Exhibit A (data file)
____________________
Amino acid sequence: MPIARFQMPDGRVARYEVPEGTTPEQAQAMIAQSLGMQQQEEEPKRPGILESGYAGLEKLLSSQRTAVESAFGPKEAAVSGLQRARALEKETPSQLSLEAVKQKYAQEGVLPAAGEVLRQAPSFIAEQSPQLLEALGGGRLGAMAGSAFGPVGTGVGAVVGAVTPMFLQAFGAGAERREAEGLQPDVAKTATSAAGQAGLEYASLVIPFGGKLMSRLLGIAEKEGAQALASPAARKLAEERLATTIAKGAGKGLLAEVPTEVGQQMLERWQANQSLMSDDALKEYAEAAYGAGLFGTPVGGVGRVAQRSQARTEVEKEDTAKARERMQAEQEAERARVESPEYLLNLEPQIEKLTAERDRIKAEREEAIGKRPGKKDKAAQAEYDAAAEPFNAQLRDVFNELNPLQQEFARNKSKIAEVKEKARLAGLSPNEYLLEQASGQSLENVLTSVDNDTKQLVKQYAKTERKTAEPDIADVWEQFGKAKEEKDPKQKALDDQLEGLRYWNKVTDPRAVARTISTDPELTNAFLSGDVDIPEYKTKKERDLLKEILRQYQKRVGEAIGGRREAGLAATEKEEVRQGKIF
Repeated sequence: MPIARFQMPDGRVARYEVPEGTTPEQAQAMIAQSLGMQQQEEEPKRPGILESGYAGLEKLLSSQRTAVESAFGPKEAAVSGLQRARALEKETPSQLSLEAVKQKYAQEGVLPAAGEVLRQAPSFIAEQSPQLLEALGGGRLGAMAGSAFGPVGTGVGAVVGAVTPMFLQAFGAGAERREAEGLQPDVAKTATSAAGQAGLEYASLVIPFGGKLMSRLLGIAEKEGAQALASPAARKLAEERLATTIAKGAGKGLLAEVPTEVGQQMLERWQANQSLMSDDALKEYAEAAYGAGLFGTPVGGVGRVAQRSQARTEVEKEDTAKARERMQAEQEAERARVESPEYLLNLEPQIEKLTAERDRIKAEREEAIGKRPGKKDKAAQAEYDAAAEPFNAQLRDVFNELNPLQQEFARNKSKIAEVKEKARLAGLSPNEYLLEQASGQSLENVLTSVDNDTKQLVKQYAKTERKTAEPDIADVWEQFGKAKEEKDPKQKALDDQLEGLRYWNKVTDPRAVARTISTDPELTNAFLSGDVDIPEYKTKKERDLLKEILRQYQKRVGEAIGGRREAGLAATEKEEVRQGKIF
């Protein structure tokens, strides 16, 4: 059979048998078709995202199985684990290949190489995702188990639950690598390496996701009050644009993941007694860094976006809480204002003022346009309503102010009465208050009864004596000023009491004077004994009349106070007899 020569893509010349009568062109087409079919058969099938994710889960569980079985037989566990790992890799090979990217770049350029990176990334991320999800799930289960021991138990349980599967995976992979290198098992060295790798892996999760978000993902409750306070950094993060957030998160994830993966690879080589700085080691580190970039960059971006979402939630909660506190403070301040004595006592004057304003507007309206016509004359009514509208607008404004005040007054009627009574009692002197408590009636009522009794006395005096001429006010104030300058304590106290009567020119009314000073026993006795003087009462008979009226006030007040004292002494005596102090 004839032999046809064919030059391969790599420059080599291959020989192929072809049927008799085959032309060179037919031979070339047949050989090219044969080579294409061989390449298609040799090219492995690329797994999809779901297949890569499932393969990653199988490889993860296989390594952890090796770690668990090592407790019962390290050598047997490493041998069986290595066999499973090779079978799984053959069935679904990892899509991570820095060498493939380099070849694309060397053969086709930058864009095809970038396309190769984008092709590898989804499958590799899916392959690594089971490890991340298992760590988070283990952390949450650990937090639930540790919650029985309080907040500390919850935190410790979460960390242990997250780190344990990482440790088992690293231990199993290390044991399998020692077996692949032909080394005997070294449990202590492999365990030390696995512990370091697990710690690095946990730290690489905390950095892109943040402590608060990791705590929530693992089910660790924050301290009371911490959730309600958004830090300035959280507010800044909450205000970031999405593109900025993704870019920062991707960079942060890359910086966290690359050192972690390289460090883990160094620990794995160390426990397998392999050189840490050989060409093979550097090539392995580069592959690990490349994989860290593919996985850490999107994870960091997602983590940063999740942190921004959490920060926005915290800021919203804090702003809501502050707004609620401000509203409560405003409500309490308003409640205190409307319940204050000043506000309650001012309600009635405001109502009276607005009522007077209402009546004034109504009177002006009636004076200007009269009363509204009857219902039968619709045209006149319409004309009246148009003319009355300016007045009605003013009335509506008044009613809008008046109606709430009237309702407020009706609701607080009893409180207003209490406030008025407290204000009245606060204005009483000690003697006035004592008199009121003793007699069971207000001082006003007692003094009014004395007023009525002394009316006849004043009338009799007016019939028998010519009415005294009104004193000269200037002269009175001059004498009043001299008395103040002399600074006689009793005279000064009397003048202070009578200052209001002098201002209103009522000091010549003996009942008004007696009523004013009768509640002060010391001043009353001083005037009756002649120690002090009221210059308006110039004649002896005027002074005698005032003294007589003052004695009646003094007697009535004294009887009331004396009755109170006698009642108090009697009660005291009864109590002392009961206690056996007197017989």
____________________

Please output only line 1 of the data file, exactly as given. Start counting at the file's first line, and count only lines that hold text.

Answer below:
Amino acid sequence: MPIARFQMPDGRVARYEVPEGTTPEQAQAMIAQSLGMQQQEEEPKRPGILESGYAGLEKLLSSQRTAVESAFGPKEAAVSGLQRARALEKETPSQLSLEAVKQKYAQEGVLPAAGEVLRQAPSFIAEQSPQLLEALGGGRLGAMAGSAFGPVGTGVGAVVGAVTPMFLQAFGAGAERREAEGLQPDVAKTATSAAGQAGLEYASLVIPFGGKLMSRLLGIAEKEGAQALASPAARKLAEERLATTIAKGAGKGLLAEVPTEVGQQMLERWQANQSLMSDDALKEYAEAAYGAGLFGTPVGGVGRVAQRSQARTEVEKEDTAKARERMQAEQEAERARVESPEYLLNLEPQIEKLTAERDRIKAEREEAIGKRPGKKDKAAQAEYDAAAEPFNAQLRDVFNELNPLQQEFARNKSKIAEVKEKARLAGLSPNEYLLEQASGQSLENVLTSVDNDTKQLVKQYAKTERKTAEPDIADVWEQFGKAKEEKDPKQKALDDQLEGLRYWNKVTDPRAVARTISTDPELTNAFLSGDVDIPEYKTKKERDLLKEILRQYQKRVGEAIGGRREAGLAATEKEEVRQGKIF